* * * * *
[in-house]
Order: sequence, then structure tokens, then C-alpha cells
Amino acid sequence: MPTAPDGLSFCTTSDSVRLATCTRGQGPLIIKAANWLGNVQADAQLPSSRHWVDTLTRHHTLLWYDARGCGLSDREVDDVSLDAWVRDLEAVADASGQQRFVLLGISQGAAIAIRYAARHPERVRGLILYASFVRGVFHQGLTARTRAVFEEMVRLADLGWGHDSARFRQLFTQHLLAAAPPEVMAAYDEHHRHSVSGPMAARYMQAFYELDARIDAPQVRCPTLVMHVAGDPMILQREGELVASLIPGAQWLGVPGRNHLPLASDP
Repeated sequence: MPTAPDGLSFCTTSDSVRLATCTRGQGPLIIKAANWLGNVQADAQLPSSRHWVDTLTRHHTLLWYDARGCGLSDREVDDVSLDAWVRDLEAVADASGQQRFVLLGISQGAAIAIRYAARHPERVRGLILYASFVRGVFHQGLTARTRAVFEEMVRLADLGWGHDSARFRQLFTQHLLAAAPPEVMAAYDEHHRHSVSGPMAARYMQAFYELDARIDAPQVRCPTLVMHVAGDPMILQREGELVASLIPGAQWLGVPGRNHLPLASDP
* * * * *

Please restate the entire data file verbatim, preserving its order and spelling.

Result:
[in-house]
Order: sequence, then structure tokens, then C-alpha cells
Amino acid sequence: MPTAPDGLSFCTTSDSVRLATCTRGQGPLIIKAANWLGNVQADAQLPSSRHWVDTLTRHHTLLWYDARGCGLSDREVDDVSLDAWVRDLEAVADASGQQRFVLLGISQGAAIAIRYAARHPERVRGLILYASFVRGVFHQGLTARTRAVFEEMVRLADLGWGHDSARFRQLFTQHLLAAAPPEVMAAYDEHHRHSVSGPMAARYMQAFYELDARIDAPQVRCPTLVMHVAGDPMILQREGELVASLIPGAQWLGVPGRNHLPLASDP
Repeated sequence: MPTAPDGLSFCTTSDSVRLATCTRGQGPLIIKAANWLGNVQADAQLPSSRHWVDTLTRHHTLLWYDARGCGLSDREVDDVSLDAWVRDLEAVADASGQQRFVLLGISQGAAIAIRYAARHPERVRGLILYASFVRGVFHQGLTARTRAVFEEMVRLADLGWGHDSARFRQLFTQHLLAAAPPEVMAAYDEHHRHSVSGPMAARYMQAFYELDARIDAPQVRCPTLVMHVAGDPMILQREGELVASLIPGAQWLGVPGRNHLPLASDP